Green councillor Gavin Corbett explains why Green councillors are giving priority to schools, social care and vulnerable children in this week’s budget.
This week is budget week for City of Edinburgh Council. Setting the budget is the single most important decision the council takes each year. But this year, it has heightened significance, for two reasons. The first is that the council is setting a 4 year budget, which means that the value of the decisions being taken is well over £5 billion. The second is that the context is much starker, with local government facing the biggest cut in funding since devolution in 1999. In Edinburgh, the council needs to find £85 million of savings in 2016-17 alone.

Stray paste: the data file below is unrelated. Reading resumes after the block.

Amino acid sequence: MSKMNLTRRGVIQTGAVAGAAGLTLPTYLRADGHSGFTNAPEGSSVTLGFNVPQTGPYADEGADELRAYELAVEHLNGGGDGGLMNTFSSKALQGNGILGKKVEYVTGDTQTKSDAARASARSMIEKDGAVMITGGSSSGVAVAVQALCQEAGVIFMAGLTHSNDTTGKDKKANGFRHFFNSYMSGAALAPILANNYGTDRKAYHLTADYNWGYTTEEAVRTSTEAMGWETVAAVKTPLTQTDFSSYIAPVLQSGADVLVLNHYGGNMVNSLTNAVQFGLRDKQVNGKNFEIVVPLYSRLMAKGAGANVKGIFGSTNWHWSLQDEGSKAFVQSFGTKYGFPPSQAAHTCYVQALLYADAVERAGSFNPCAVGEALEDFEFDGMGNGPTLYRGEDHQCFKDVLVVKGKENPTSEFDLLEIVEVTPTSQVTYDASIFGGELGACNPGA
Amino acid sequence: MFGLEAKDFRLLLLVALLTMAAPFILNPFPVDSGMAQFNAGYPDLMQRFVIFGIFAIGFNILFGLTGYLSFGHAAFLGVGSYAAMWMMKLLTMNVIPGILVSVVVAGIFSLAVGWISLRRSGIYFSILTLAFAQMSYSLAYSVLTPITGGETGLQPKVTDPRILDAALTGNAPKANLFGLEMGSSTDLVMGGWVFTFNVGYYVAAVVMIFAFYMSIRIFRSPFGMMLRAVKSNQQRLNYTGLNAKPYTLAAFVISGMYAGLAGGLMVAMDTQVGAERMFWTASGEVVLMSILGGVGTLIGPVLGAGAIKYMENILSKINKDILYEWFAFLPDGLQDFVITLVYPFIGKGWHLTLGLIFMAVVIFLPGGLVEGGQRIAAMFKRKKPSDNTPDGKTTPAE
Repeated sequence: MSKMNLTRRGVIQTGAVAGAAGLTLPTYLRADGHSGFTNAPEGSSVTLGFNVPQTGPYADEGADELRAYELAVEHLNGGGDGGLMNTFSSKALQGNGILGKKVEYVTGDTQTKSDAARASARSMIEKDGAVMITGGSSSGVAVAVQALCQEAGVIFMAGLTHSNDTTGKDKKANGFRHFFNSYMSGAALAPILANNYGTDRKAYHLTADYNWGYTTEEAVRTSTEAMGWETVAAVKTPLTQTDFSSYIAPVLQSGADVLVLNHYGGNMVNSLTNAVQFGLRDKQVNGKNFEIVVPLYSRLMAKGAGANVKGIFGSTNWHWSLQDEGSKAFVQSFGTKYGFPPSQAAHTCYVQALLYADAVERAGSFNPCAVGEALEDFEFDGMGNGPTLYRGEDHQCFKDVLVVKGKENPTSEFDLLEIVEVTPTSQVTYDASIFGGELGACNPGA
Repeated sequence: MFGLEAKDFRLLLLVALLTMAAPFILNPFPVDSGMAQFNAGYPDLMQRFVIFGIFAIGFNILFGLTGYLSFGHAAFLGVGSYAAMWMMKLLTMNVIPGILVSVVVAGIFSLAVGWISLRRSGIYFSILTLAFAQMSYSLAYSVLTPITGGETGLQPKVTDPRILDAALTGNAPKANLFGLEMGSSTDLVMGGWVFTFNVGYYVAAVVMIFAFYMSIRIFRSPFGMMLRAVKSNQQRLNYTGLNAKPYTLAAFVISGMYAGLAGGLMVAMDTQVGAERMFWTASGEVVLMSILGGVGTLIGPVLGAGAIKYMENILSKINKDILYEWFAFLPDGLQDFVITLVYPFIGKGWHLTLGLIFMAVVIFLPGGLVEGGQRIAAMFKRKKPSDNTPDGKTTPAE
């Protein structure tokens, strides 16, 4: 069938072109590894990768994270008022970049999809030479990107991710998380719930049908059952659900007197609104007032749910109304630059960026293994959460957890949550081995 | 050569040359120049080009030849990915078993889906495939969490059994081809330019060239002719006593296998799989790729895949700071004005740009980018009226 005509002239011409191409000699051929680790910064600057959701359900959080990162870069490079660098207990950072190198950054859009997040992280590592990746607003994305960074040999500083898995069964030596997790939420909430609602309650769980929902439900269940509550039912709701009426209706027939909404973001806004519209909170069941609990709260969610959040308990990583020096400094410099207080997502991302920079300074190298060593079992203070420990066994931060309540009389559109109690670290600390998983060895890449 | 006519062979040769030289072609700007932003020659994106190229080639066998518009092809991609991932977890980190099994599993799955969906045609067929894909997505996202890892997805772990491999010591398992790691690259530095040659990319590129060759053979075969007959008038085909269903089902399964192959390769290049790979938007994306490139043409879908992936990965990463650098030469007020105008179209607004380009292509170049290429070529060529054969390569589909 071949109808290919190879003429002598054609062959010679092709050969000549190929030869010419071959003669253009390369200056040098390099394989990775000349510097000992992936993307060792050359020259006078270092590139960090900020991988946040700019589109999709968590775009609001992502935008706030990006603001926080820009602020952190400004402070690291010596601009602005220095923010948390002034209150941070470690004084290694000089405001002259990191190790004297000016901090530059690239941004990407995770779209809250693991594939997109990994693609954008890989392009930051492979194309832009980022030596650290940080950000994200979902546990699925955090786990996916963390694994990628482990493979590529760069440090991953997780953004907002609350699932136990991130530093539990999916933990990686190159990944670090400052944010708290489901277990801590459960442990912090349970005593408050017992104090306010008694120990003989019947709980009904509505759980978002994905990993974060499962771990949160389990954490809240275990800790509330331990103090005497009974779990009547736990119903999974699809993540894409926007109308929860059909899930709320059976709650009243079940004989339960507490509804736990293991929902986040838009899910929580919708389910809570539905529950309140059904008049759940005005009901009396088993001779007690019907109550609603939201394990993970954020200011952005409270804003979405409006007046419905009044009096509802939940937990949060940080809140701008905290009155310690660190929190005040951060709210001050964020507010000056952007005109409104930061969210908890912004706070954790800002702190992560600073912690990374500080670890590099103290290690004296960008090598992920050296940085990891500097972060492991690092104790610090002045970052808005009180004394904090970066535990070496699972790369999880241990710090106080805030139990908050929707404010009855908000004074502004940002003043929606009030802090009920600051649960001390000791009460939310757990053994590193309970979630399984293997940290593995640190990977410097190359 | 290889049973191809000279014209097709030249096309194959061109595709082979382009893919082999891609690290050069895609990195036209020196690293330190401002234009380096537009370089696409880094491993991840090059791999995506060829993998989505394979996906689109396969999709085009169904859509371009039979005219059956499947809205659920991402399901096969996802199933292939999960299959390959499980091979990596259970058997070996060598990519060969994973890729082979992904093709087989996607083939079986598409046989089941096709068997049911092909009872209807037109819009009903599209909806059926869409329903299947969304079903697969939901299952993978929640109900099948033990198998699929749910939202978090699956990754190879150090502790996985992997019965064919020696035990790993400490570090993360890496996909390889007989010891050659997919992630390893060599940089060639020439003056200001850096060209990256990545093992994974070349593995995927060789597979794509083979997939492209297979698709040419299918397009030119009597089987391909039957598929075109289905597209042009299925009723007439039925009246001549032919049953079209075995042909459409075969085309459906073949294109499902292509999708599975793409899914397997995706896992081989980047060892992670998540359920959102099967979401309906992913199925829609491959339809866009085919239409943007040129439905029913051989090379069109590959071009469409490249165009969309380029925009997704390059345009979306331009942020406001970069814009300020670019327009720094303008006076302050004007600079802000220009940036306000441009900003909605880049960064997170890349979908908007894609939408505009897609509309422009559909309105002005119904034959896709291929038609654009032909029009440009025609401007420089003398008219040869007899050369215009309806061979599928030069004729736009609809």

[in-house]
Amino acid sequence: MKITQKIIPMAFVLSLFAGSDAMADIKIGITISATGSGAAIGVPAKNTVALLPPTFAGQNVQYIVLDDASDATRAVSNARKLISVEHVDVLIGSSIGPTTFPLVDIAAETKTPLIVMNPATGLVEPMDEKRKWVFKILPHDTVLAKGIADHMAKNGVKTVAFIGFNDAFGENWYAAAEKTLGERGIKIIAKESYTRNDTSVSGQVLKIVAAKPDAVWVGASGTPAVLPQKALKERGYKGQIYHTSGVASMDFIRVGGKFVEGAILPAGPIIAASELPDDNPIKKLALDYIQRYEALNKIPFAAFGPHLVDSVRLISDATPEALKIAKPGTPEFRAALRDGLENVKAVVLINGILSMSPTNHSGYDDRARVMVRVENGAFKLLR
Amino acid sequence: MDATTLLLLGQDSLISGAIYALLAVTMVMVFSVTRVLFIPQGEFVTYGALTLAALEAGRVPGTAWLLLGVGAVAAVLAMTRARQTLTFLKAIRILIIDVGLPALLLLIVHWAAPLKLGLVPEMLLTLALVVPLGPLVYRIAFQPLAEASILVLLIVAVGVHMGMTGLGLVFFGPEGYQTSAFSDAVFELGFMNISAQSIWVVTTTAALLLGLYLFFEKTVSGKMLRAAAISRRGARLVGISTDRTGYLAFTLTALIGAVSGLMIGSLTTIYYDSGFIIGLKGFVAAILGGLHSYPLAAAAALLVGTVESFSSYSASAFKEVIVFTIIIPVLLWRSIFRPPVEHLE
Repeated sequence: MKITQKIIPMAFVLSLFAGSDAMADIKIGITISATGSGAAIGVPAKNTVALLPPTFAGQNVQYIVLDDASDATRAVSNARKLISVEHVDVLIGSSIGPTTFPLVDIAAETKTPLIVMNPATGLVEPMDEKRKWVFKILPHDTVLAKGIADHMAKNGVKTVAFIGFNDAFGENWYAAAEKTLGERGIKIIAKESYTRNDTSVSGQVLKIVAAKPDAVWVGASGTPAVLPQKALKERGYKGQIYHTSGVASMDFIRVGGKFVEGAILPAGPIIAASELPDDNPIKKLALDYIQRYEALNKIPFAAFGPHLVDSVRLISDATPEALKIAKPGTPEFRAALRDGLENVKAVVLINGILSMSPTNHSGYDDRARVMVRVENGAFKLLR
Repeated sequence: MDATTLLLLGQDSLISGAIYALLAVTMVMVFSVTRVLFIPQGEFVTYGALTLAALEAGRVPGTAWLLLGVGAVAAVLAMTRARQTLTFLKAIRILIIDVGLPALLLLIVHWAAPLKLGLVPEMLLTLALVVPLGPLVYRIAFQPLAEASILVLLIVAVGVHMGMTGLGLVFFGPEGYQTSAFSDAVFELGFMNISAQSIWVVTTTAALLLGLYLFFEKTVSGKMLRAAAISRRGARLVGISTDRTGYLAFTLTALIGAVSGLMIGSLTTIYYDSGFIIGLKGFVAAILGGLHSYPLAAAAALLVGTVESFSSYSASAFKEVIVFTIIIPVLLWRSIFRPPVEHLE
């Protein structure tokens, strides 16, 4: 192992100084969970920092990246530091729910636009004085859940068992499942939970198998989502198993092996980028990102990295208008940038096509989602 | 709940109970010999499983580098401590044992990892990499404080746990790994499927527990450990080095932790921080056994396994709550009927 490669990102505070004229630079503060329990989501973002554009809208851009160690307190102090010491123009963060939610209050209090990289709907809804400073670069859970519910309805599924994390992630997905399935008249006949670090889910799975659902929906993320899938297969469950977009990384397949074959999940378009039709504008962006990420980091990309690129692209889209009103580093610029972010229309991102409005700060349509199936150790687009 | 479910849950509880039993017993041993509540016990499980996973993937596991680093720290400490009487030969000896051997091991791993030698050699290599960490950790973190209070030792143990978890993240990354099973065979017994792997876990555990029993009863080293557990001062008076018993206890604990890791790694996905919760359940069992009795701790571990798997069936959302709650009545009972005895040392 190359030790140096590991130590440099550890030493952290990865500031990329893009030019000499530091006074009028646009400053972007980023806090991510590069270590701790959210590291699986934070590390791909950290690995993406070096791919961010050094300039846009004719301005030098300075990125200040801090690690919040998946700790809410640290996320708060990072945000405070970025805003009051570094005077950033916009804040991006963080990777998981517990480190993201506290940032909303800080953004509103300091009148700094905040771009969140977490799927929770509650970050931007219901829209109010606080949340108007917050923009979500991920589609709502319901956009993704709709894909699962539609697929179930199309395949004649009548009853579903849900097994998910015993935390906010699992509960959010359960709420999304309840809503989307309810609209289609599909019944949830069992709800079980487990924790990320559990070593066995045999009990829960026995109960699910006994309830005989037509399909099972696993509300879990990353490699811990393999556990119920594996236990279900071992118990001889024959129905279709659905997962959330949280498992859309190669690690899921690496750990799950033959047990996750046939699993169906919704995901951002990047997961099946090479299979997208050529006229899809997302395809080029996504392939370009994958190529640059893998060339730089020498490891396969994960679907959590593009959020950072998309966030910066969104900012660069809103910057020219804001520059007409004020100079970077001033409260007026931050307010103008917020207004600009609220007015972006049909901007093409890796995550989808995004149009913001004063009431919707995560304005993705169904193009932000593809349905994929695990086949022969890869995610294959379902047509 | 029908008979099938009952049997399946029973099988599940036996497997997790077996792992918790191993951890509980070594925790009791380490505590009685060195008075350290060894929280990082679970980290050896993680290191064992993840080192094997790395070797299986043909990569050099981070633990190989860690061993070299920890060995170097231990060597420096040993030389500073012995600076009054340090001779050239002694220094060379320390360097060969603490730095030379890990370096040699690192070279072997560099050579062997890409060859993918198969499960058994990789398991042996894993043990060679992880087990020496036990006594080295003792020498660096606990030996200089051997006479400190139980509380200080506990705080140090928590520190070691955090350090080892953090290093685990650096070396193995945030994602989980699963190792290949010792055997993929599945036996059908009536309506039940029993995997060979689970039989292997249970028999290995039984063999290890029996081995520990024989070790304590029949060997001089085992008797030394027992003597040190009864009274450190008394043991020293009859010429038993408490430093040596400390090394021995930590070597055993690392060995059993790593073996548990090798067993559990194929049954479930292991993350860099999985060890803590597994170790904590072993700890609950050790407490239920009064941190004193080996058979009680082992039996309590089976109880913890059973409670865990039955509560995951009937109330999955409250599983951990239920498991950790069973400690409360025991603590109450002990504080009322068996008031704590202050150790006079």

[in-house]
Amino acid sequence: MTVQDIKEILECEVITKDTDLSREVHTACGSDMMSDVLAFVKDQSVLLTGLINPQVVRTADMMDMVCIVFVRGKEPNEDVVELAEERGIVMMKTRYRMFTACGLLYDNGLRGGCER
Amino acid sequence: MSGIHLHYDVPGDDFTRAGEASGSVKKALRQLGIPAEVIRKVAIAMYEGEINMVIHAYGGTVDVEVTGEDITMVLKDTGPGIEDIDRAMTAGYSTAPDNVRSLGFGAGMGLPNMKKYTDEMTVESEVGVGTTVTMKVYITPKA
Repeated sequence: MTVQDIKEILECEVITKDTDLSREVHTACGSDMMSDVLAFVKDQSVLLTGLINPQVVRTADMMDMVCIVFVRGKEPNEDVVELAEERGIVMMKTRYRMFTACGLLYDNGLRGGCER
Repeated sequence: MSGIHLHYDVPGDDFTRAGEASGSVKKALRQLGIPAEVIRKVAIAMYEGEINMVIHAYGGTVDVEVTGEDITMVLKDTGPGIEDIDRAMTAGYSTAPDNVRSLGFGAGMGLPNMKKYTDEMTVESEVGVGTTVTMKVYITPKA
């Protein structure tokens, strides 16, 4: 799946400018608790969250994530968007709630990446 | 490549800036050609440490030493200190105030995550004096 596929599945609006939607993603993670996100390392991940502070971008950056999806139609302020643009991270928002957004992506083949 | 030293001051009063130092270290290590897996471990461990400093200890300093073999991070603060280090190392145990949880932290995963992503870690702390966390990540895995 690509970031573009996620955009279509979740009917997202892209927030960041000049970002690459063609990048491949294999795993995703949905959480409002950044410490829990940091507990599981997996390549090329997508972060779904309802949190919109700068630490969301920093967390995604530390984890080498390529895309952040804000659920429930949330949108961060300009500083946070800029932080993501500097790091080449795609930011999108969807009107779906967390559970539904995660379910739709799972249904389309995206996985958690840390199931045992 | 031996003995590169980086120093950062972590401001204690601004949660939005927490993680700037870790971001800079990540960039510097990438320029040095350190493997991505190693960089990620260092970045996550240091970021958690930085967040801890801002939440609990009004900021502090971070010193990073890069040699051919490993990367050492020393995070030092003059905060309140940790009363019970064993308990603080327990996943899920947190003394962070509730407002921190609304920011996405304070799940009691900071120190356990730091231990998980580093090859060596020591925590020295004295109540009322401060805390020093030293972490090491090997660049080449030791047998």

A £10 MILLION PACKAGE OF INVESTMENT IN SCHOOLS, OLDER PEOPLE AND VULNERABLE CHILDREN
Cuts on this scale are painful. The Council can and should do a lot to reprioritise spending and to squeeze every inch of efficiency out of the way it works. But the stark truth is that, even with those efficiencies, the budget coming before the council contains cuts that few find palatable: in school music provision, for example, or community centres, or care for older people, support for children in special schools, leisure centres. And on and on, the list goes.
That is why there are growing calls to look at the other side of the equation; to look at the case for raising income by increasing the council tax for the first time since 2007-08. In the budget consultation carried out by the city council before Christmas, 63% of respondents said that council tax should rise to pay for services and offset cuts.